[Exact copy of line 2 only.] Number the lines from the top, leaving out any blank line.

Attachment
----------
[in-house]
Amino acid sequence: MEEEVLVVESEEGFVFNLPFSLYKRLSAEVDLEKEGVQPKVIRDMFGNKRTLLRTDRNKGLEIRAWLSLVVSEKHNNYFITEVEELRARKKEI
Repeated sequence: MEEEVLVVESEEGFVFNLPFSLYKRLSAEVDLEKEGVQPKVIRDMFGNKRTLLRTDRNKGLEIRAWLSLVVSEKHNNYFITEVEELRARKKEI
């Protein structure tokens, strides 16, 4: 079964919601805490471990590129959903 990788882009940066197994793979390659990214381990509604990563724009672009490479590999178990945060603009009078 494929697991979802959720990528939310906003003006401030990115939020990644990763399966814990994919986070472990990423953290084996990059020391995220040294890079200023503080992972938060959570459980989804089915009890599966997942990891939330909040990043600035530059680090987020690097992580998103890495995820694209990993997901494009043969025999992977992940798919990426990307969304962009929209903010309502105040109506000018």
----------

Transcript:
Amino acid sequence: MEEEVLVVESEEGFVFNLPFSLYKRLSAEVDLEKEGVQPKVIRDMFGNKRTLLRTDRNKGLEIRAWLSLVVSEKHNNYFITEVEELRARKKEI